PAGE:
Austria shares responsibility for the Holocaust and aims for Jews to be able to live safely everywhere, Austrian president Alexander Van der Bellen said on Monday during his visit to Israel with his wife, Doris Schmidauer.
The two are meeting with Israeli President Reuven Rivlin on Monday and with Prime Minister Benjamin Netanyahu on Tuesday.
The Austrian foreign minister Karin Kneissl was not invited to join the presidential delegation, Israel clarified ahead of the event, despite Austria's attempts to get Jerusalem to stop boycotting the politician, who belongs to the far-right Freedom party.
Israel has boycotted the Freedom party for years, because of its neo-Nazi roots and because the present Jewish community in Austria complains of anti-Semitism by contemporary party members. The Netanyahu government however elected not to shun the Austrian government as a whole, just the party and its ministers.
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Since the advent of chancellor Sebastian Kurz, Ausria has been working hard to legitimize the coalition government including Freedom, and to also strengthen its ties with Netanyahu's government.
Four months ago, returning from a state visit to Denmark, Rivlin met with his Austrian counterpart, who asked whether Rivlin would reconsider ending the boycott on the Freedom party ministers. Rivlin declined and elaborated at length why he opposed normalizing relations with ministers from the party.
Her party affiliation aside, Kneissl personally is boycotted because in her book, she compared between Zionism and Nazism, and has criticized the Israeli army and Netanyahu.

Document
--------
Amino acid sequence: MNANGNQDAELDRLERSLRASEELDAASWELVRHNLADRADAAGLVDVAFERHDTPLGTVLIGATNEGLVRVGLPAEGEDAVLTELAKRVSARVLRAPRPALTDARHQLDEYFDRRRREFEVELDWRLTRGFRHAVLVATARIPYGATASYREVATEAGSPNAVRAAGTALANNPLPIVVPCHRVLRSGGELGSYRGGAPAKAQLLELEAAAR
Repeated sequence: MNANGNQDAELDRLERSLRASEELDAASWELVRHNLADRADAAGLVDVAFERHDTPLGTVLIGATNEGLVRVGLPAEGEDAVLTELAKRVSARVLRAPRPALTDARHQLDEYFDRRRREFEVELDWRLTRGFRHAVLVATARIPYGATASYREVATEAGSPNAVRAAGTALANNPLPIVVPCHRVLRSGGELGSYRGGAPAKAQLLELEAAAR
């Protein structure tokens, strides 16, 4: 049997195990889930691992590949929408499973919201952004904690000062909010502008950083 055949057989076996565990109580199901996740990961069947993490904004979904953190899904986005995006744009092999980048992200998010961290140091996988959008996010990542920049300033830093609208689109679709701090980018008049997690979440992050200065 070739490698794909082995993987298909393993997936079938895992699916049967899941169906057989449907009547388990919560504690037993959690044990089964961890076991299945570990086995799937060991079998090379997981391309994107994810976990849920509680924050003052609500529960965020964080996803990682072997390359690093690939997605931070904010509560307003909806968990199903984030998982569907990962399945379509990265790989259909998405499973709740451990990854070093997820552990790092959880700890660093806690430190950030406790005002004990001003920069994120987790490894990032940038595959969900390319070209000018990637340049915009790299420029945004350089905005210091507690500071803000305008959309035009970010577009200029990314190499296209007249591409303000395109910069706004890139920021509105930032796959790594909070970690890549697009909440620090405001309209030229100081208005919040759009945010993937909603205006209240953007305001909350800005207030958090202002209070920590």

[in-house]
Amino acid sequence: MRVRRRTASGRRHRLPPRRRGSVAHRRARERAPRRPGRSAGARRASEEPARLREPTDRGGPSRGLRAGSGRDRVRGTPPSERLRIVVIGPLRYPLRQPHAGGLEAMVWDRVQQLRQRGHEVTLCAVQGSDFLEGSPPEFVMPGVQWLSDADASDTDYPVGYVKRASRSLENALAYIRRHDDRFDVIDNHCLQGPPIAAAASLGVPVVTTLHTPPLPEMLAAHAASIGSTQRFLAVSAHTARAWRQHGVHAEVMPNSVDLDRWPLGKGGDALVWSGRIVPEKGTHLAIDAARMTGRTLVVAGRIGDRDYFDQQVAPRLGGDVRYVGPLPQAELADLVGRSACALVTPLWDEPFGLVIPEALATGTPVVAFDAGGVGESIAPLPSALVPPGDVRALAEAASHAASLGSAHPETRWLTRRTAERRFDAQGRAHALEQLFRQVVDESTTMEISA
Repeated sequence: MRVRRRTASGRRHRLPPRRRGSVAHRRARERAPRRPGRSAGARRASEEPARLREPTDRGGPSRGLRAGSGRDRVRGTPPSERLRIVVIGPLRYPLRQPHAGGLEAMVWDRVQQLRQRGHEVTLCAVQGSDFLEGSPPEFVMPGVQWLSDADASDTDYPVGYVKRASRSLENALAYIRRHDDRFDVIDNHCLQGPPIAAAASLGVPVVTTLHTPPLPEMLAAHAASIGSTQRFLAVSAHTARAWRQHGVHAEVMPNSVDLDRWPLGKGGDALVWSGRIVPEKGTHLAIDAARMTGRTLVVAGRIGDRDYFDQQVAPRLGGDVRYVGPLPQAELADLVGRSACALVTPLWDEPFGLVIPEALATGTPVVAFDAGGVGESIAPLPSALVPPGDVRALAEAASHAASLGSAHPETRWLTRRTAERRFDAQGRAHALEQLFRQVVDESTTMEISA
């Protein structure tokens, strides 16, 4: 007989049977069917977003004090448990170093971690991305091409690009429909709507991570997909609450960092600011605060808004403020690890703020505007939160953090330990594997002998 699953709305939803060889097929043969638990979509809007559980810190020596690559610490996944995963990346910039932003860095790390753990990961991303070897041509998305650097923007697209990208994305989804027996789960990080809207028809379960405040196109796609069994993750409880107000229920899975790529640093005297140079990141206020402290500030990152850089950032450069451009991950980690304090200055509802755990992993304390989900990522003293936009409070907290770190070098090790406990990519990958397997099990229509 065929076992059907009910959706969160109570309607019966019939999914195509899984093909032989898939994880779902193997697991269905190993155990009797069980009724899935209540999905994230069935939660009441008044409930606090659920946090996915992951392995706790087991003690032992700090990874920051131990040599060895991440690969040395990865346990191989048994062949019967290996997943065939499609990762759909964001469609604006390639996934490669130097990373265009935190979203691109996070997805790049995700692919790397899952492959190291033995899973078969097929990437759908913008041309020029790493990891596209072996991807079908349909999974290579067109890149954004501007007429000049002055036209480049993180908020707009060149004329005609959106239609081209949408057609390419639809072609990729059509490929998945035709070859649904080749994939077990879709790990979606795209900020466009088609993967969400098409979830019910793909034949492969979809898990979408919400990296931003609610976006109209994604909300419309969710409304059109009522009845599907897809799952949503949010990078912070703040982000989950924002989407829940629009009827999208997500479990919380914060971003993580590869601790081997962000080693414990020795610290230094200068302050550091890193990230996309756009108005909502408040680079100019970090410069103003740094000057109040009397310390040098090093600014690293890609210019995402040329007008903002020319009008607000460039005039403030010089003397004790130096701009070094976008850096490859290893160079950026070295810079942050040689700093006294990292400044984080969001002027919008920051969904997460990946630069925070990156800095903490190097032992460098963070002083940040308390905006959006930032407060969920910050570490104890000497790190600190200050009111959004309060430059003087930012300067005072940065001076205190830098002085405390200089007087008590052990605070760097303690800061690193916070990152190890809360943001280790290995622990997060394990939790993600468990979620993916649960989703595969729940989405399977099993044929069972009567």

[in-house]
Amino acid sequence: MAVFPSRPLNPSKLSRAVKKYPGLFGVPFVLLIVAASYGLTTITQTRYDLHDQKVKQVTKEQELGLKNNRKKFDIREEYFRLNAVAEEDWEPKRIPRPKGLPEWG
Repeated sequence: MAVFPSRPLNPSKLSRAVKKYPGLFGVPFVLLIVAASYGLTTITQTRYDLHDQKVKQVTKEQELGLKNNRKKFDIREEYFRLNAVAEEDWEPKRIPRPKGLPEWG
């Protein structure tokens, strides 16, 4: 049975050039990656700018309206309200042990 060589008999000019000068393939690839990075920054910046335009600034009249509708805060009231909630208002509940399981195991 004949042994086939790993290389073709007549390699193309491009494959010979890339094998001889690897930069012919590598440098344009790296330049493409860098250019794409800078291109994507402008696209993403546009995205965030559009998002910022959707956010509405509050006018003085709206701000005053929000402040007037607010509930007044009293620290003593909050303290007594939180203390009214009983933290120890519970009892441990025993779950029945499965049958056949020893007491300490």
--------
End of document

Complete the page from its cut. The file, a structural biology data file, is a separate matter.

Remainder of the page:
Diplomatic sources suggest that because her role is key to the relationship between the two countries, there could be a thaw in the future.
On Sunday, Van der Bellen visited Yan Vashem, accompanied by Rivlin.
Earlier during the reception, Rivlin told the Austrian president that “Unfortunately, anti-Semitism is not disappearing. It is raising its head across the world, and even more so in the last year. In your own country, there were some fifty anti-Semitic incidents last year, some of which are being investigated by the police. On the other hand, Austria led European support for the EU’s statement against anti-Semitism... The way to stamp out anti-Semitism has two elements – taking responsibility for the past and an uncompromising fight against any hint or act of anti-Semitism or xenophobia of any kind.”
Van der Bellen thanked Rivlin for the reception and said, “Austria bears shared responsibility for the Holocaust. Many Austrian citizens took part, and we bow our heads in memory of the victims in humility and respect. We admitted our shared responsibility too late and that caused problems in our relations at the beginning, but today Israel is a stronghold of liberty and stability here in the Middle East.”
The Austrian president went on to say, "Our aim is to ensure that Jews everywhere feel safe. It is our responsibility as Austrians to the victims of the Holocaust to ensure that we live in peace and agreement with Israel.”